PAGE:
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One of the more dominant features of sixteenth- and seventeenth-century drama is its preoccupation with spectacular acts of murder and revenge and with the psychological, social, familial, and political circumstances that motivate and justify violence. This course will consider both the stylistic and formal traditions of revenge drama and the genre’s place within the framework of Renaissance debates about concepts of revenge, justice, honor, gender, family, and individuality. We will be especially interested in how violence operates in the plays to construct notions of ideal femininity and masculinity, often through the dramatization of rape, necrophilia, and honor-driven reciprocal killing. And we will consider how various playwrights makeuse of a shared vocabulary of revenge tragedy conventions that include ghostly appearances, supernatural intervention, madness (real and feigned), language of horror and darkness, plays-within-plays, necrophilia, and counter-revenge. Our study will include the period’s seminal revenge tragedies, Kyd’s The Spanish Tragedy, Middleton’s The Revenger’s Tragedy, and Shakespeare’s Hamlet; tragedies that blend revenge elements with political intrigue, such as Macbeth and Beaumont and Fletcher’s The Maid’s Tragedy; as well as so-called “sex tragedies” focused on forbidden desire and jealousy, like Ford’s ‘Tis Pity She’s a Whore, Middleton’s The Changeling, and Webster’s The Duchess of Malfi. Coursework includes a performance assignment, a presentation, and a research paper.
The material of this course is developed around the narrative of English History from the early-fourteenth century until the religious reformations of the sixteenth century. We will consider the ebbs and flows of royal power, the social dynamics of economic dislocation, the crisis of the plague, the dynastic strife of the fifteenth century, and the convulsive changes in religion and politics precipitated by Henry VIII and his three successors. In addition to historical primary texts, we will make use of some English literature and religious tracts, as well as music and church architecture.
An intensive study of the controversies, ancient and modern, surrounding the Declaration. We will explore the views of John Calhoun and Roger Taney and Alexander Stephens in contrast to John Quincy Adams, Abraham Lincoln, Herman Melville (Benito Cereno) and Harriet Stowe ("The Two Altars," and Uncle Tom's Cabin), as well as the "exchange" between Harry Jaffa and Carl Becker and the contrast between Martin Luther King and John Hope Franklin.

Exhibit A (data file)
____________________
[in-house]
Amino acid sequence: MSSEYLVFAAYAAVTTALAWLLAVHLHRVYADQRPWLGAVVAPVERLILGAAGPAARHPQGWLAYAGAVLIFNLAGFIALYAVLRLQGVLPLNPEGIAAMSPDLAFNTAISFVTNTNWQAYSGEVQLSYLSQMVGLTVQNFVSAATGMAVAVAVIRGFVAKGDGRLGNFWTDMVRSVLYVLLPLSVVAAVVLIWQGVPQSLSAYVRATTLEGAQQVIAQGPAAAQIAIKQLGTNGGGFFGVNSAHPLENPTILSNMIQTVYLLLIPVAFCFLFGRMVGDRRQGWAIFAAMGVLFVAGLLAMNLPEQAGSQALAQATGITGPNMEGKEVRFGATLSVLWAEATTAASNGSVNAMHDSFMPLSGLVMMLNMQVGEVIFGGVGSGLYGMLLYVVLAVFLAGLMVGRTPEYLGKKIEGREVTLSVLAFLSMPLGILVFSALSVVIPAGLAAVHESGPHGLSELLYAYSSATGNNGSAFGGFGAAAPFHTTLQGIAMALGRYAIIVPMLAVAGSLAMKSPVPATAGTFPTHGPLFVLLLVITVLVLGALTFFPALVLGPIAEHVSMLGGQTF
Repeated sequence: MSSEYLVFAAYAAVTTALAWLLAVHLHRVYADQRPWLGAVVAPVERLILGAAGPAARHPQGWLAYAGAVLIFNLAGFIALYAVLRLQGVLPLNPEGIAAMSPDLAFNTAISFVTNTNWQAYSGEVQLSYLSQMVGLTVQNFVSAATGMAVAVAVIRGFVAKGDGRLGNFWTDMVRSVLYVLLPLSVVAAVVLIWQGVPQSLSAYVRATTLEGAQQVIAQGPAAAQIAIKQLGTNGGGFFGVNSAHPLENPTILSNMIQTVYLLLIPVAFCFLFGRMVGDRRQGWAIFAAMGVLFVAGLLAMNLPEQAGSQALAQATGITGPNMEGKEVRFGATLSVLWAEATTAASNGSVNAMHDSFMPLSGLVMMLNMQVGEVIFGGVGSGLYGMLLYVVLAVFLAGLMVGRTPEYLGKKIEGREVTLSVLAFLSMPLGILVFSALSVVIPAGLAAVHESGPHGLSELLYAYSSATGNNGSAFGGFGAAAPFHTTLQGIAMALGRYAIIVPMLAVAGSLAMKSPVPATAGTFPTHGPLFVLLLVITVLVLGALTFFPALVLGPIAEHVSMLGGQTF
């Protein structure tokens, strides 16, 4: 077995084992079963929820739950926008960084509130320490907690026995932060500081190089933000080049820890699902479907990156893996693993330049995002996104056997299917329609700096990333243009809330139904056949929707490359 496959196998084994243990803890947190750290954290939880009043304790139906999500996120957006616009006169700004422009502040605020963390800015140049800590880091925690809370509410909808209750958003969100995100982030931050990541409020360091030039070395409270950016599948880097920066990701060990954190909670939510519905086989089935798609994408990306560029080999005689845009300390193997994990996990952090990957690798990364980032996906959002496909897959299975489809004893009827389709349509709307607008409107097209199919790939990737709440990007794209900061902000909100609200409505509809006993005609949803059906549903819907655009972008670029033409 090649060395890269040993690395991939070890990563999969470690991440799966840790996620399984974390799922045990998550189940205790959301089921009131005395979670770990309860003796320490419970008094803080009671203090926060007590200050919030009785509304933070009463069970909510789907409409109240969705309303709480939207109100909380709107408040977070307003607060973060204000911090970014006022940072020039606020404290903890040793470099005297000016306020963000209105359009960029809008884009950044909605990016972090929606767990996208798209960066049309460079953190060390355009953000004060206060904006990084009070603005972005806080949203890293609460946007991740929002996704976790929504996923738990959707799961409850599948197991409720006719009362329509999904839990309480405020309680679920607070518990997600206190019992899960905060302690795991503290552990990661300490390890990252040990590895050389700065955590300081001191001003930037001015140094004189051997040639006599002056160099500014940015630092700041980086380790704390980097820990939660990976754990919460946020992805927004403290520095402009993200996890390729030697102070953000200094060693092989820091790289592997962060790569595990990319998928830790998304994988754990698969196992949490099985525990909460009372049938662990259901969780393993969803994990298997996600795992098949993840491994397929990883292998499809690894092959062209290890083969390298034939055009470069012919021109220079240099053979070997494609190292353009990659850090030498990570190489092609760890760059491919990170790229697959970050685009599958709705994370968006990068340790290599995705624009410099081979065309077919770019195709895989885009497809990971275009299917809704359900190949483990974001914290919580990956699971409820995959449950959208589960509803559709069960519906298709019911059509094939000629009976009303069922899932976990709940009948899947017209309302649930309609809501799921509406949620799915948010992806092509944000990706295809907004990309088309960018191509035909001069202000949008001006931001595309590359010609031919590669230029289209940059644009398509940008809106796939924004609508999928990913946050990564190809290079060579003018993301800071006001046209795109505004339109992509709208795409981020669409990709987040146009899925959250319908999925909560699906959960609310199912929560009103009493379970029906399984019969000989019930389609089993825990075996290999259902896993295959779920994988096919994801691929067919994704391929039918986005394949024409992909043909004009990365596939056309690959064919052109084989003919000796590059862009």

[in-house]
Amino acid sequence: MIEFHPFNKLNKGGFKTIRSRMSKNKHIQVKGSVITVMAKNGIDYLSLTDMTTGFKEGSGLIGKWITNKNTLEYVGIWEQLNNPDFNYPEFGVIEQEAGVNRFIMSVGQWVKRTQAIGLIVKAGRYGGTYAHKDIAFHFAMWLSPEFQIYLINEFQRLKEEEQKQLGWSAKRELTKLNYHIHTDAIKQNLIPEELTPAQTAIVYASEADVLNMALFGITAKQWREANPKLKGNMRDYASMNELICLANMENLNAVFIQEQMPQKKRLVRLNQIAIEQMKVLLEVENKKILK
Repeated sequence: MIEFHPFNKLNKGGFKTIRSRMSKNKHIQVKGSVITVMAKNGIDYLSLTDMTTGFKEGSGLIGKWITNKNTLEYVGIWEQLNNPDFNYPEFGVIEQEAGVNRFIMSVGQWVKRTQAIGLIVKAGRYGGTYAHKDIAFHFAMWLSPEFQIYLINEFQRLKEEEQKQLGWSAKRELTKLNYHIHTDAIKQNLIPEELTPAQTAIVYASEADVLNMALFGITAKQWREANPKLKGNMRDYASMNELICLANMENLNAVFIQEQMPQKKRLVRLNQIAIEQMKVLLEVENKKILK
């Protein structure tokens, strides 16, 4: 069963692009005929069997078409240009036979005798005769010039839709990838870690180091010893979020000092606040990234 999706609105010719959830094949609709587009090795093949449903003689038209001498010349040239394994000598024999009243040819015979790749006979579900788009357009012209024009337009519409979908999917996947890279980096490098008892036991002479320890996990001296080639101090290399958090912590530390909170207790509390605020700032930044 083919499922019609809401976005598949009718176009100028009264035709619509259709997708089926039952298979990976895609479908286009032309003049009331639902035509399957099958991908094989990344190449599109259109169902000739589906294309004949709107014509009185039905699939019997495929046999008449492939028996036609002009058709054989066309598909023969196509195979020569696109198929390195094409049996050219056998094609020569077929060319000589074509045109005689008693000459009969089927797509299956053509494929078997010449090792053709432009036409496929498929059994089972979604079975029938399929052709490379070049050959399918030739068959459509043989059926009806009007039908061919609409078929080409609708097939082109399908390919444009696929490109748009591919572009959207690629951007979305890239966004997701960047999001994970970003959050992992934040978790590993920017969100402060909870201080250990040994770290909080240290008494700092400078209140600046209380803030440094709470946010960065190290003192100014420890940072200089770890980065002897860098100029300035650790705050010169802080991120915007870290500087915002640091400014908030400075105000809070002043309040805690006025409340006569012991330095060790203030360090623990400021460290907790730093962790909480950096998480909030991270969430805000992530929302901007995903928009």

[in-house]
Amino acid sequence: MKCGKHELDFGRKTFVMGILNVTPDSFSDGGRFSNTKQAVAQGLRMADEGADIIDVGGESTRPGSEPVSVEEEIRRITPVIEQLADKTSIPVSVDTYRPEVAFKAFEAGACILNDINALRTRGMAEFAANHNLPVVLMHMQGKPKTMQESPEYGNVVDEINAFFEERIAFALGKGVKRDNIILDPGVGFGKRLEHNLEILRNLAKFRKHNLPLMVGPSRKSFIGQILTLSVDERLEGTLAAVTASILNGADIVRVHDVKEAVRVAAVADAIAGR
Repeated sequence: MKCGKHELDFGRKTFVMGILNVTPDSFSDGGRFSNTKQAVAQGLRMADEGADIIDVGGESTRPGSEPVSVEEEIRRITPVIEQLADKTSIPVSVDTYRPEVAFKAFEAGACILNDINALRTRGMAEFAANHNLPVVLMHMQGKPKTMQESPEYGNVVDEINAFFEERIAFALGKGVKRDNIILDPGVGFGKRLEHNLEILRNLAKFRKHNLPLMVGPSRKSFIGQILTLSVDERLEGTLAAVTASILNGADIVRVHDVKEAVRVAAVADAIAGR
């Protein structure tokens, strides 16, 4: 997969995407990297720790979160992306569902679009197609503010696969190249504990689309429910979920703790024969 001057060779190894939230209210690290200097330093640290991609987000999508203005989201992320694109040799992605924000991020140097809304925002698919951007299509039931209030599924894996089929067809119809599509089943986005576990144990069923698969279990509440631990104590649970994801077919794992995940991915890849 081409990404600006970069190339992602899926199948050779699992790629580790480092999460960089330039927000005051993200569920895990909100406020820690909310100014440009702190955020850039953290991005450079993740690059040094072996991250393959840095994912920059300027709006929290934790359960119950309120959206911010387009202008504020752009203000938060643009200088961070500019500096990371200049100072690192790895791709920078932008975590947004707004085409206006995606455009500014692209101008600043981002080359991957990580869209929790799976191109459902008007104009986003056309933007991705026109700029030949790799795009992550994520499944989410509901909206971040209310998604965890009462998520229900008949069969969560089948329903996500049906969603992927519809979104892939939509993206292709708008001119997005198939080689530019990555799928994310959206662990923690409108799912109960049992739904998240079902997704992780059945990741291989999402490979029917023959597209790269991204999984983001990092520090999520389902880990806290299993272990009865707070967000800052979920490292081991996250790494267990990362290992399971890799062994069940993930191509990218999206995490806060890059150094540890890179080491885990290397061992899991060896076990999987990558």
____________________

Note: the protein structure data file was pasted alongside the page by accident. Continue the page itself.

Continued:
How does one search for a God who is, as St. Augustine says, “closer to me than I am to myself ”? This course is a sustained exploration of this very question from various angles by examining ancient Christian teachings on silent prayer and contemplation all of which reveal startling and liberating relevance.
Like Buddhism and Hinduism, Christianity likewise has a sophisticated tradition of cultivating interior stillness and peace by confronting the sources of anxiety within. This inner noise creates and sustains personal suffering and the sense that God is distant (or doesn’t exist at all). This interior stillness facilitates the deepening of personal identity and ultimately the overcoming of the sense of alienation from God and others. Union with God is not something we acquire but discover over the course of many seasons to be what is causing us to seek ultimate Mystery to begin with. The course is both theoretical and practical.
On the theoretical level there will be an interdisciplinary sampling of texts. We will read ancient Christian authors (fourth- fourteenth centuries) who talk about the search for God by first dealing with the sources of anxiety within--what we will come to call the world of “mind-tripping.” In order to highlight the contemporary relevance of this ancient wisdom, we shall look at contemporary authors on such topics as depression, eating disorders, relationship junkies, the process of addiction. We shall also examine (a) how the timeless practice of contemplation anticipates the discoveries of Cognitive Behavioral Therapy and (b) why the cutting-edge research in neuroscience has become so interested in meditation’s impact on the human brain. The purpose of the reading, writing, and discussion is to cultivate and value an integrated sense of what is involved in that deep spiritual flourishing of what St. Paul terms our life “hidden with Christ in God (Col 3: 3).”
There is also a practical component. The first 13-15 minutes of each class meeting will be devoted to contemplative practice itself, so that the student not only gains a theoretical understanding of the ancient Christian practice of contemplation / meditation, but also knows how to practice it in daily life.
This course provides an introduction to the basic principles and key themes in the study of the relationship between religion and science, with an emphasis on Christian theology. Some of the topics we will investigate are the Greek, Christian, and Islamic contributions to the development of science; Biblical hermeneutics; faith and reason; miracles; historical controversies; and the ethical questions raised by artificial intelligence, “designer drugs,” cloning and genetic engineering, and other contemporary concerns. We will also consider the impact on Christian thought of recent developments in evolutionary biology, neurology, sociobiology, cosmology, and quantum physics. Students do not need expertise in either science or theology to benefit from this course, just a willingness to read deeply, think critically, write carefully, and discuss passionately.